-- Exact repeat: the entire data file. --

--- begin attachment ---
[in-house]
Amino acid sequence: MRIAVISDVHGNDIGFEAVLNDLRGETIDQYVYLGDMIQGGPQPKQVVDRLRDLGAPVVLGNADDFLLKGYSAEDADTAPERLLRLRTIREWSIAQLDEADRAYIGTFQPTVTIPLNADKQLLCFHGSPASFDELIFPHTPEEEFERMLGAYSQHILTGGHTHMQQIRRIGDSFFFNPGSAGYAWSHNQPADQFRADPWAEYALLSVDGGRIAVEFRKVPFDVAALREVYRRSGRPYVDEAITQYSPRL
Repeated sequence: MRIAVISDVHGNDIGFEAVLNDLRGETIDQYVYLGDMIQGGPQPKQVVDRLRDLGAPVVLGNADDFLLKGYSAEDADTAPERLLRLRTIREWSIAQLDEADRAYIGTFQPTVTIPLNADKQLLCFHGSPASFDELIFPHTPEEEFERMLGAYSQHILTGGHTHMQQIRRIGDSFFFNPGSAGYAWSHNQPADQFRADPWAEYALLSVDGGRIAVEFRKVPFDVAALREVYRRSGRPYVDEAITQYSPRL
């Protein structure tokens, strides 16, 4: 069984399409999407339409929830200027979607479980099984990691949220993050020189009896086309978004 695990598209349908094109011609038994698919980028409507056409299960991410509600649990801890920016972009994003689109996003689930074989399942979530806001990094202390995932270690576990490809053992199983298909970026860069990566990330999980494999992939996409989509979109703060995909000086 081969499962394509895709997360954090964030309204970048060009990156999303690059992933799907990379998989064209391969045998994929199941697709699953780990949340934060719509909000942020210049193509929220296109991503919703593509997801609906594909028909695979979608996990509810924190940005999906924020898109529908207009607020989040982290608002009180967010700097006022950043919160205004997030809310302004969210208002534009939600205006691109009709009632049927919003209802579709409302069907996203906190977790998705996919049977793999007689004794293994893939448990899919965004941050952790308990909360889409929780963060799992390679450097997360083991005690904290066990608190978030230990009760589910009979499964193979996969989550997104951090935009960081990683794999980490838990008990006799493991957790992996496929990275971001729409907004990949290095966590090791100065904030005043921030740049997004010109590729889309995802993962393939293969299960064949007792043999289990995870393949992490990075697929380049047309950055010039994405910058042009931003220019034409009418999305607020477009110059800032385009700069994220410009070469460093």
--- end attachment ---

[in-house]
Amino acid sequence: MRIAVISDVHGNDIGFEAVLNDLRGETIDQYVYLGDMIQGGPQPKQVVDRLRDLGAPVVLGNADDFLLKGYSAEDADTAPERLLRLRTIREWSIAQLDEADRAYIGTFQPTVTIPLNADKQLLCFHGSPASFDELIFPHTPEEEFERMLGAYSQHILTGGHTHMQQIRRIGDSFFFNPGSAGYAWSHNQPADQFRADPWAEYALLSVDGGRIAVEFRKVPFDVAALREVYRRSGRPYVDEAITQYSPRL
Repeated sequence: MRIAVISDVHGNDIGFEAVLNDLRGETIDQYVYLGDMIQGGPQPKQVVDRLRDLGAPVVLGNADDFLLKGYSAEDADTAPERLLRLRTIREWSIAQLDEADRAYIGTFQPTVTIPLNADKQLLCFHGSPASFDELIFPHTPEEEFERMLGAYSQHILTGGHTHMQQIRRIGDSFFFNPGSAGYAWSHNQPADQFRADPWAEYALLSVDGGRIAVEFRKVPFDVAALREVYRRSGRPYVDEAITQYSPRL
């Protein structure tokens, strides 16, 4: 069984399409999407339409929830200027979607479980099984990691949220993050020189009896086309978004 695990598209349908094109011609038994698919980028409507056409299960991410509600649990801890920016972009994003689109996003689930074989399942979530806001990094202390995932270690576990490809053992199983298909970026860069990566990330999980494999992939996409989509979109703060995909000086 081969499962394509895709997360954090964030309204970048060009990156999303690059992933799907990379998989064209391969045998994929199941697709699953780990949340934060719509909000942020210049193509929220296109991503919703593509997801609906594909028909695979979608996990509810924190940005999906924020898109529908207009607020989040982290608002009180967010700097006022950043919160205004997030809310302004969210208002534009939600205006691109009709009632049927919003209802579709409302069907996203906190977790998705996919049977793999007689004794293994893939448990899919965004941050952790308990909360889409929780963060799992390679450097997360083991005690904290066990608190978030230990009760589910009979499964193979996969989550997104951090935009960081990683794999980490838990008990006799493991957790992996496929990275971001729409907004990949290095966590090791100065904030005043921030740049997004010109590729889309995802993962393939293969299960064949007792043999289990995870393949992490990075697929380049047309950055010039994405910058042009931003220019034409009418999305607020477009110059800032385009700069994220410009070469460093």